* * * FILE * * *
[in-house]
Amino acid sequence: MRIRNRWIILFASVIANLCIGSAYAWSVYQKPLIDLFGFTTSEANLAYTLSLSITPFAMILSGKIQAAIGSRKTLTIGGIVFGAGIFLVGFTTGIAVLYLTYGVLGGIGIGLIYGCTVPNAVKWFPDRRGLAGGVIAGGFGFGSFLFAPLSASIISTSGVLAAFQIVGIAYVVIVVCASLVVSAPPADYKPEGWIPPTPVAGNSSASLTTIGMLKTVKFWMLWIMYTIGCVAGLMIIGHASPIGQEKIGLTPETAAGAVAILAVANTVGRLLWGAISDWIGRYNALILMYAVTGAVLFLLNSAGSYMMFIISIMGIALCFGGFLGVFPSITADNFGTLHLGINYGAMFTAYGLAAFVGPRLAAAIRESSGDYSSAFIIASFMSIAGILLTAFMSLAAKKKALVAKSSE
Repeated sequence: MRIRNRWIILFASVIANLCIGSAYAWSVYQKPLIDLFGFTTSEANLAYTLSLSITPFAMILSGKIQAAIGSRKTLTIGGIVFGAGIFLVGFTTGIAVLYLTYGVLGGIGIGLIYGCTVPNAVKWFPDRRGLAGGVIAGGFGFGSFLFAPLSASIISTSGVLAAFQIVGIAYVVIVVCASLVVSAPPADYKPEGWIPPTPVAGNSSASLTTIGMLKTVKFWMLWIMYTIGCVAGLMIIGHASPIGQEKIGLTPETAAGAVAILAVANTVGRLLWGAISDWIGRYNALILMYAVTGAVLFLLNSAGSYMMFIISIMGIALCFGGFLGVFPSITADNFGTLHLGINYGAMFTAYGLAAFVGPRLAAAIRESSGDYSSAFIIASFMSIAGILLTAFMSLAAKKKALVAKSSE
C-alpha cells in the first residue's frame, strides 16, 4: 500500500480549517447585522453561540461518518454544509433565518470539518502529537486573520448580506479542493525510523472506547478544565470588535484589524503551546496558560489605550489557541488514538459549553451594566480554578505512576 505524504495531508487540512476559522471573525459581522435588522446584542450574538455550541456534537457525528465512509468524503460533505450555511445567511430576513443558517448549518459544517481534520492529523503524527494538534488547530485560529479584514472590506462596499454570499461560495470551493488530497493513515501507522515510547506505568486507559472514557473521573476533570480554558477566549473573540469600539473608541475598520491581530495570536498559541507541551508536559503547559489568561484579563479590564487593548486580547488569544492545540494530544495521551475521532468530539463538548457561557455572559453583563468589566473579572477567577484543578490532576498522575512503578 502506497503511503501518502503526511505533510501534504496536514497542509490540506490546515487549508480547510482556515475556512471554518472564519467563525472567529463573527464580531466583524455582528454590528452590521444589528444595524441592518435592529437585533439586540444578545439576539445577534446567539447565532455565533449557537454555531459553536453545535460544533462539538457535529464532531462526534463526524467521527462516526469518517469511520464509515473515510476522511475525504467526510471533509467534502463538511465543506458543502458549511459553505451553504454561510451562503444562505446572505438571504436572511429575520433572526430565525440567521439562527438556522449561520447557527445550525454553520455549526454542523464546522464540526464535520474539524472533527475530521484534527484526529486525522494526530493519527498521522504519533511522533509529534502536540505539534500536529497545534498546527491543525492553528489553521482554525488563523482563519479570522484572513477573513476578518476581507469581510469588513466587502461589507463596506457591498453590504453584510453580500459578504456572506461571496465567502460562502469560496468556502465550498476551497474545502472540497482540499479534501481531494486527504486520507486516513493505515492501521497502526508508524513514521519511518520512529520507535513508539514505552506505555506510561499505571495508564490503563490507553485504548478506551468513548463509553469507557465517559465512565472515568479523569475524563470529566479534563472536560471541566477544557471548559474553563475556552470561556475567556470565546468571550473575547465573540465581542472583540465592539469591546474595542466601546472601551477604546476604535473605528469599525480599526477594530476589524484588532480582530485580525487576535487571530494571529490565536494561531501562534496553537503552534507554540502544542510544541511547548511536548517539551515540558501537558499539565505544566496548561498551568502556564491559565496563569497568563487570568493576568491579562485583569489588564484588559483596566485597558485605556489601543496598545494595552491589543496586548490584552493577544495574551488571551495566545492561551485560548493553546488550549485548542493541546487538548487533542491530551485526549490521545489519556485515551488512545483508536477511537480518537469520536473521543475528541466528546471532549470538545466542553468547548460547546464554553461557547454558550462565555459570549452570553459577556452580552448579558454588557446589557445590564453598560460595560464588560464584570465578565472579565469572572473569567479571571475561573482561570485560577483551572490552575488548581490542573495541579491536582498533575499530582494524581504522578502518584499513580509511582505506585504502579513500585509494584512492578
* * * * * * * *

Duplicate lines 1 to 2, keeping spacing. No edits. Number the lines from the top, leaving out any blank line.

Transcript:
[in-house]
Amino acid sequence: MRIRNRWIILFASVIANLCIGSAYAWSVYQKPLIDLFGFTTSEANLAYTLSLSITPFAMILSGKIQAAIGSRKTLTIGGIVFGAGIFLVGFTTGIAVLYLTYGVLGGIGIGLIYGCTVPNAVKWFPDRRGLAGGVIAGGFGFGSFLFAPLSASIISTSGVLAAFQIVGIAYVVIVVCASLVVSAPPADYKPEGWIPPTPVAGNSSASLTTIGMLKTVKFWMLWIMYTIGCVAGLMIIGHASPIGQEKIGLTPETAAGAVAILAVANTVGRLLWGAISDWIGRYNALILMYAVTGAVLFLLNSAGSYMMFIISIMGIALCFGGFLGVFPSITADNFGTLHLGINYGAMFTAYGLAAFVGPRLAAAIRESSGDYSSAFIIASFMSIAGILLTAFMSLAAKKKALVAKSSE